In other words exactly what your trying to do<g>.

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I'm looking at the command line switch... When an order is received it's given a confirmation number. If I had a method to fire up a command prompt and execute something like D:\Access\TestDB.accdb /cmd 456789 (where 456789 is the confirmation number) could I pass that to a variable in VBA to run a report for that confirmation number?
How are you monitoring "when an order is received"?

Does your BE support triggers and email?  If so, you might be able to send an email to yourself or some other account and use Outlook automation to send the report upon receipt of that email?  Otherwise, you have to have some method of monitoring when an order is received.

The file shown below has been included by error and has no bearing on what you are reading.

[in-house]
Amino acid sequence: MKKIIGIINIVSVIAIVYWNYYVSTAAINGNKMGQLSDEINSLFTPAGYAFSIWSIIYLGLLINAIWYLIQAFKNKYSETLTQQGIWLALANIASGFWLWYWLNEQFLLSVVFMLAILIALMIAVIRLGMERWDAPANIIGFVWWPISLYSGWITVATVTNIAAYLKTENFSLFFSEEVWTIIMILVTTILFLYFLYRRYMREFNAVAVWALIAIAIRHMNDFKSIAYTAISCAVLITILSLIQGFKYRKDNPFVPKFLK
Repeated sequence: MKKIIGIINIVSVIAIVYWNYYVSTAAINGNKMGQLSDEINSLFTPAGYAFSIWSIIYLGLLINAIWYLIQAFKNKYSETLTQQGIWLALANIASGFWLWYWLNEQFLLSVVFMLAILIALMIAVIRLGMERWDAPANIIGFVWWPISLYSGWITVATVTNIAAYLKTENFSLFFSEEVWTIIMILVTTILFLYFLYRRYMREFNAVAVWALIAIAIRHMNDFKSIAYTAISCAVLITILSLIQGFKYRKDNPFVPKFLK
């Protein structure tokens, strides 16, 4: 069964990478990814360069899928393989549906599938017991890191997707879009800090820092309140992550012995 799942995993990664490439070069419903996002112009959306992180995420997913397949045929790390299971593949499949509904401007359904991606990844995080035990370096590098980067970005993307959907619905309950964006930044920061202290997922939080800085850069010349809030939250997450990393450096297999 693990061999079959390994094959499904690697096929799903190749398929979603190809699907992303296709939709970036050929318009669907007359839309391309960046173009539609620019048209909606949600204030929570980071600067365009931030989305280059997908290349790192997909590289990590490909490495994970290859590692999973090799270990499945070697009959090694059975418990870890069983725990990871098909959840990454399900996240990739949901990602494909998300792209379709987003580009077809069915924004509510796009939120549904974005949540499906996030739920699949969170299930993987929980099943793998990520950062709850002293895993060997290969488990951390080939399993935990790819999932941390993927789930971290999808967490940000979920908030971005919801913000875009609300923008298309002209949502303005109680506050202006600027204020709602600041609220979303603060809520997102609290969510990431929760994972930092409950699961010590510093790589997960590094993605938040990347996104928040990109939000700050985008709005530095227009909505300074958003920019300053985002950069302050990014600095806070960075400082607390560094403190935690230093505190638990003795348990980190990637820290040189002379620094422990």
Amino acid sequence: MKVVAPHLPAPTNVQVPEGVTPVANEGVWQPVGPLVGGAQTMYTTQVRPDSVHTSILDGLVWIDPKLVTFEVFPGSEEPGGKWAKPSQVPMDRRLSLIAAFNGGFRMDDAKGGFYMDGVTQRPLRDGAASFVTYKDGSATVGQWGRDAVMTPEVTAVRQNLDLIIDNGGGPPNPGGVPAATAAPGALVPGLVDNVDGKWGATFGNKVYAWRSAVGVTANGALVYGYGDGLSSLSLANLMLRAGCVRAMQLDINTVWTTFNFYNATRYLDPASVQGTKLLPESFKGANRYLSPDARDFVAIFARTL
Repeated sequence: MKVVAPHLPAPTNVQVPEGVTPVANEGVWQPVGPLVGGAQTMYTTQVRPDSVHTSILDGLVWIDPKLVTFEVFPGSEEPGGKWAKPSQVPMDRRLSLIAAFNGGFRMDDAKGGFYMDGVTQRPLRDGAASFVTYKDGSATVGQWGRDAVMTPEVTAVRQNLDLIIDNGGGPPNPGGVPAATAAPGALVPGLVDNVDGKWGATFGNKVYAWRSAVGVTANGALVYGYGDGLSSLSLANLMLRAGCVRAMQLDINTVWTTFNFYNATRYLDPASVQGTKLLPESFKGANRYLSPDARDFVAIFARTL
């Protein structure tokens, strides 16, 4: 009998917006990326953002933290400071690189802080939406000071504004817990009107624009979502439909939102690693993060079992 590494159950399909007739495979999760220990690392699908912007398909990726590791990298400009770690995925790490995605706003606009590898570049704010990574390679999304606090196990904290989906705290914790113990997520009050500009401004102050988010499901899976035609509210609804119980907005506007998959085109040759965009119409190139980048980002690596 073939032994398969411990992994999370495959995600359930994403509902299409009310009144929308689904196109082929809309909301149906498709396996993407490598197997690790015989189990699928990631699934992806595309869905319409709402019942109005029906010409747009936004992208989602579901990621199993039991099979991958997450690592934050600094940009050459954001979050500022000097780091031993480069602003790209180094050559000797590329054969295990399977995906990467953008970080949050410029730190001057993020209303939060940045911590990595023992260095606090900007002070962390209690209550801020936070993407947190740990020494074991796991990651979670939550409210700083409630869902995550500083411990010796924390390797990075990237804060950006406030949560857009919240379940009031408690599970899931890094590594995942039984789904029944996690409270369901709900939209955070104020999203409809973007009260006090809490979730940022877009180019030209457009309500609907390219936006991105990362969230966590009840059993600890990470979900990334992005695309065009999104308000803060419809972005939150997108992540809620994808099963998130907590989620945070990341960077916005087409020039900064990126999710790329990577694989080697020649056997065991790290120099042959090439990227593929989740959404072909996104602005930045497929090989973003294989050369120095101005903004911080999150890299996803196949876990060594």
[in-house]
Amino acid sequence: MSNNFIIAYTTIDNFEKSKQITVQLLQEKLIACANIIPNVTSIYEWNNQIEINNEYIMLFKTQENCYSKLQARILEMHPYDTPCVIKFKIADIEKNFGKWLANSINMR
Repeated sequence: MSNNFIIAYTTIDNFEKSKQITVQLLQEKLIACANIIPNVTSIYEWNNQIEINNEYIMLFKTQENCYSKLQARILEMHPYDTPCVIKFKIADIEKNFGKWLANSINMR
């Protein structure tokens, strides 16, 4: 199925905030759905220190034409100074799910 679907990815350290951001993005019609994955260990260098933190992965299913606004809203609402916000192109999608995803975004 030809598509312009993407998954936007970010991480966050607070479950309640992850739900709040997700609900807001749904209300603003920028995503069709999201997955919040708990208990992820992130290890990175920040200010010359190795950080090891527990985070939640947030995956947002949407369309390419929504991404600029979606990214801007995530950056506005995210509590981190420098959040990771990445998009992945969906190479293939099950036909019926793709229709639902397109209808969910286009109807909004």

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I have a data agent that monitors the MySQL DB and transfers data to various other servers. I'm thinking it can be programmed to fire up  a command prompt and pass the required values through the /cmd switch. If I can capture those values and assign them to variables to be used in a query to populate the report then I would be most of the way home. From there I would need to export or print to PDF.
Avatar of Jim Dettman (EE MVE)
Jim Dettman (EE MVE)
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One note: you'll need to update the Error handlers for whatever you use, but what's there will give you a good idea of what needs to be done.

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Jim. Thank you. I believe that this will work well once pushed into testing.